Author events are unnatural. Authors need training and advice to make that important connection with the audience. I always say, “Be humble and self-deprecating. Talk a little bit about the genesis of your book. Read from your book for five minutes - ten, if you must. Take questions for 30 minutes and play the guitar, if possible.” I’m kidding about the guitar, sort of. One of the best readings I went to was for Josh Ritter’s book, Bright’s Passage. Because of the bubble I live in, I was the only one in a room of 300 that didn’t know he was a famous musician. He stood a couple feet from me and between reading passages from his book, he played his guitar and sang. It was fantastic! Afterwards, he talked to me, gave me a hug and told me to let him know when my review was up. Sure, I thought. I contacted him via Twitter when I put up my post, and he gave me the ultimate nod when he re-tweeted that info to seventeen thousand of his fans. He also gave me permission to post my bootleg audio clips of the songs he played. Needless to say, I had a lot of hits for that stuff and still do. Powell’s sold every copy of his book that night. Patti Smith and Rosanne Cash were the same format, but at a paid author event, and it worked really well, but I didn’t get to meet them because I hadn’t started my blog yet. The Chronology of Water author, Lidia Yuknavitch, gave a riveting reading in which she stripped down to a Speedo swimsuit and pretty much cried throughout the entire thing. The audience adored her. So I would say be creative, be your most authentic self, and always expect the unexpected.
For instance, it’s raining and this is your debut novel. Three people show up. Treat them like royalty. Instead of standing at the front of the room, sit down with them and chat. At a reading not too long ago, a fan had a seizure and the author had to ask if there was a doctor in the audience - there was. Several readings have brought out some interesting fans. Turn of Mind, the mystery by Alice LaPlante about a doctor with Alzheimer’s, had several people with varying degrees of Alzheimer’s in the audience - great questions! At another reading, someone blurted out a question while the author was in the middle of his opening. When he asked her, in the nicest way possible, to hang on for a bit and he would get back to her, the fan got up and walked out. Several times in the signing line, I’ve been manhandled by impatient fans. The last time was at Charles Frazier’s reading, and I barely missed being thrown to the floor by someone who said that since she had been the first one to the store that day, she should be the first in line. One night a woman in the back of a room crowded with hundreds of people asked if her son could get his book signed first because it was past his bedtime. It was 8:30 and the “boy” turned out to be 14 years old, but everyone was gracious and let him go first. He was humiliated and just kept saying, “I hate my mother.” People will ask you anything that pops into their heads, so be prepared to say no to some questions. Sometimes the audience has no questions at all, so have a story or two on hand to tell. Finally, most people do not go out on a work night in the driving rain to give you a hard time. They are there because they like your work. Be kind and generous.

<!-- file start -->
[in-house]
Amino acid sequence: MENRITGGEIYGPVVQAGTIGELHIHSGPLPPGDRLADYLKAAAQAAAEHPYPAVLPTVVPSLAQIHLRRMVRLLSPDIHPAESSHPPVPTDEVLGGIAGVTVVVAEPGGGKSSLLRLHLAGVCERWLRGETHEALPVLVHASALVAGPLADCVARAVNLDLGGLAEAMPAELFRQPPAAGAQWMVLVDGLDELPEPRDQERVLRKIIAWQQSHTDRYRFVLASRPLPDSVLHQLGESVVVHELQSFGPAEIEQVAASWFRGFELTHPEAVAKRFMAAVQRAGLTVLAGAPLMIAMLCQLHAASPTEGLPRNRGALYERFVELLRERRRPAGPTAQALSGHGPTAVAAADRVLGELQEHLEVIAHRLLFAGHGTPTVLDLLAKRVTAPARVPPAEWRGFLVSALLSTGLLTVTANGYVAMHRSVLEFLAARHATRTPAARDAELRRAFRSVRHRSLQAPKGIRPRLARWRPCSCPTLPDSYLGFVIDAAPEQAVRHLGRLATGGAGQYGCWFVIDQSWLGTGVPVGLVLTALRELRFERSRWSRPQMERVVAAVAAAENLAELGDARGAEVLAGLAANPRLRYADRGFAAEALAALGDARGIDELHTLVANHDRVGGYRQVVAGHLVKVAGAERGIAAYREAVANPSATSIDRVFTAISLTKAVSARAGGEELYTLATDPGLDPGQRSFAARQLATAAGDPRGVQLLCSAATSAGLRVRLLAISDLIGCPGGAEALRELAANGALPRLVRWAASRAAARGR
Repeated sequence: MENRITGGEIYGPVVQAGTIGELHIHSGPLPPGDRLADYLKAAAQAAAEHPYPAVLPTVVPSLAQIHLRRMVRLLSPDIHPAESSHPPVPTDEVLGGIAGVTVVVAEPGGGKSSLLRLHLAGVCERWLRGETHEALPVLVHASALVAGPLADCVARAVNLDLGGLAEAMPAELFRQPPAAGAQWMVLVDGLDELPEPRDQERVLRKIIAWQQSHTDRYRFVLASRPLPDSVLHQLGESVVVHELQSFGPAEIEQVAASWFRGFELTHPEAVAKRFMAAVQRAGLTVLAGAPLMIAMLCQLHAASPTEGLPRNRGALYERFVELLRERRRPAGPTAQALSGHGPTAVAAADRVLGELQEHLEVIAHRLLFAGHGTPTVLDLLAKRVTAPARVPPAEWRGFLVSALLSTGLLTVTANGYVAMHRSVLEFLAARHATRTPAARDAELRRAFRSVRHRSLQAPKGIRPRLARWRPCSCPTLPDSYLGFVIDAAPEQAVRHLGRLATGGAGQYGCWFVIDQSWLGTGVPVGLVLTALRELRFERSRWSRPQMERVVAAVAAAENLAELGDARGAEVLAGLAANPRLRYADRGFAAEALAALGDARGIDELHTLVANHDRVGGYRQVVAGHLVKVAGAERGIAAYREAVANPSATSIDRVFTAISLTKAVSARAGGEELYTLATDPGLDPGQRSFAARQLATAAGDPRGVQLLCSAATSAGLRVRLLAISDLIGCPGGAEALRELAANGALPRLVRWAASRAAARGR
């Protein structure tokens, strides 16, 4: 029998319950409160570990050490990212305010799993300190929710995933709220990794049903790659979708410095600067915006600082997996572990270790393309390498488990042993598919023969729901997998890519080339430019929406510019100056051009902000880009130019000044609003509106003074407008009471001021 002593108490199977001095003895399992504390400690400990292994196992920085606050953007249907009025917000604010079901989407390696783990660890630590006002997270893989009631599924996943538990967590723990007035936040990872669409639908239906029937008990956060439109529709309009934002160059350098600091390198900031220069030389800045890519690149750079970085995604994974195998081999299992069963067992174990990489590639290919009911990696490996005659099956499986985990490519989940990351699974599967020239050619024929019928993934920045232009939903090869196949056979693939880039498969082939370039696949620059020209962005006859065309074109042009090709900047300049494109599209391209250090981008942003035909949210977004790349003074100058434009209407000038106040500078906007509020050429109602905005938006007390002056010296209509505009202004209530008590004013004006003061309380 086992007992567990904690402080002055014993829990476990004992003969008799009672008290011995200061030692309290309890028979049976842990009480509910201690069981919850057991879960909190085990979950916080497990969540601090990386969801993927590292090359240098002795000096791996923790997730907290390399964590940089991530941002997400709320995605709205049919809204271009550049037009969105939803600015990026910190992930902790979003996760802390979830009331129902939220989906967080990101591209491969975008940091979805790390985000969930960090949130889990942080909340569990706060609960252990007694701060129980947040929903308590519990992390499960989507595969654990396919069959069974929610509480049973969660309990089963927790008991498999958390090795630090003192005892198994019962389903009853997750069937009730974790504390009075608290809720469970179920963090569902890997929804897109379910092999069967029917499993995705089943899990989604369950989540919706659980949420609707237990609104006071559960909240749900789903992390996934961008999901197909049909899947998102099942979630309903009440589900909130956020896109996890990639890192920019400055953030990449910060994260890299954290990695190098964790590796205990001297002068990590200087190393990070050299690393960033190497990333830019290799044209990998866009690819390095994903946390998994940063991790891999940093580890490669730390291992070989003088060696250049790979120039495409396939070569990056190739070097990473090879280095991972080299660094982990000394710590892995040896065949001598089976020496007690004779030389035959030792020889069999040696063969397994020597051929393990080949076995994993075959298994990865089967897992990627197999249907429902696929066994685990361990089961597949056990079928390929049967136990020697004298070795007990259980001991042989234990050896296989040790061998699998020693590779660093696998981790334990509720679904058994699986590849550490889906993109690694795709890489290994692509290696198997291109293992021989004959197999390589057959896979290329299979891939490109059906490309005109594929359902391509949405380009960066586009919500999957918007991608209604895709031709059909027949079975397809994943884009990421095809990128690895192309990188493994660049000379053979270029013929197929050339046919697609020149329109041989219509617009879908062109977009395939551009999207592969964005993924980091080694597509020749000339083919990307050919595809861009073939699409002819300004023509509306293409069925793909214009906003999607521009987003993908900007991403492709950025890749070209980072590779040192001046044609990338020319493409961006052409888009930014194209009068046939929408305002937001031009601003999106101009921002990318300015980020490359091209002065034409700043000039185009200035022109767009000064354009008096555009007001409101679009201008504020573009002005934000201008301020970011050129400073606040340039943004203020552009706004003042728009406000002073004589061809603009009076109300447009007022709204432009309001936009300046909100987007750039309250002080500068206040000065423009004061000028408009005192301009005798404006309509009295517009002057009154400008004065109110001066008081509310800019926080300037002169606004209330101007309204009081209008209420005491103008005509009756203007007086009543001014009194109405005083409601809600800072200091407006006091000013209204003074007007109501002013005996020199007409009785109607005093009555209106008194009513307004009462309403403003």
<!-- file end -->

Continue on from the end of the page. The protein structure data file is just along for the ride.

What about readers? Some online reviewers are actually paid by the author or publisher to write reviews for them.
I personally don’t know any reviewers who are paid by the author or publisher. I know that some publications do sponsor book reviews, which means they pay a reviewer to read it. That’s not something I would ever do.
What did you read as a teenager?
I remember my life changing in high school when I read James Baldwin and Jack Kerouac. It shifted again in college, when I took workshops with beat poets Gary Snyder and Allen Ginsberg. I was very much a child of the sixties even though I actually graduated high school in the 70s. The Electric Kool-Aid Acid Test, Rights In Conflict, Soul on Ice - well, you get the picture. My junior year in high school I read the dictionary from cover to cover. Can’t remember why. Maybe because I heard that every book ever written was contained in there.
Can you describe your taste in novels?
I like reading about the human condition, so I would say literary fiction, memoir, essays, travel and humor. Once in awhile I’ll break from those genres as I did recently for Stephen King’s 11/22/63, which I loved.
What is your quirkiest attribute as a reviewer?
My quirkiest attribute would have to be how much work I put into promoting an author I like. I’ve even picked them up at their hotels and driven them to their readings. Like I said, it’s personal with me.
If you were transported into the body of one fictional character, who would it be?
Even though I don’t read much sci-fi, I’ve always been fascinated with time travel. So any character who travels through time. That’s probably a result of being a two-time cancer survivor. Who wouldn’t want to travel back before you realized you were mortal.
What question have you never been asked that you’ve always wanted to be asked? And what’s the answer?
No one ever asks me anything about why I do what I do, so Val, I want to thank you for being the first and one and only. If there were just one question I always thought should be asked, it would be this: Is every book reviewer a frustrated novelist?
The answer is, of course, a resounding yes! I’ve been hard at work on my novel, “Nod,” for a few years now.
(FYI: Diane reviews primarily lit fiction, memoir, travel, and some humor. She doesn't read YA, romance, vampire, and rarely science fiction. You can get a flavor of her reading tastes by going to her site.)
To follow Diane, click on any of these links:
Diane's Book Blog
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Thank you, Diane, for such a forthright and informative interview! And to thank you, readers and fellow pirates, I will select five questions from you to present to Diane and will post her answers in a future blog. Here's your opportunity to ask those burning questions (or the ones I forgot to ask!) and hear what she has to say. So send your questions to me ValinParis (at) earthlink (dot) net and I'll post them with the answers. Until then ...
Stay dry and keep readin'! It's our only defense against ignorance.
Your Captain, Author and Book Lover,
Who knows? Stay tuned!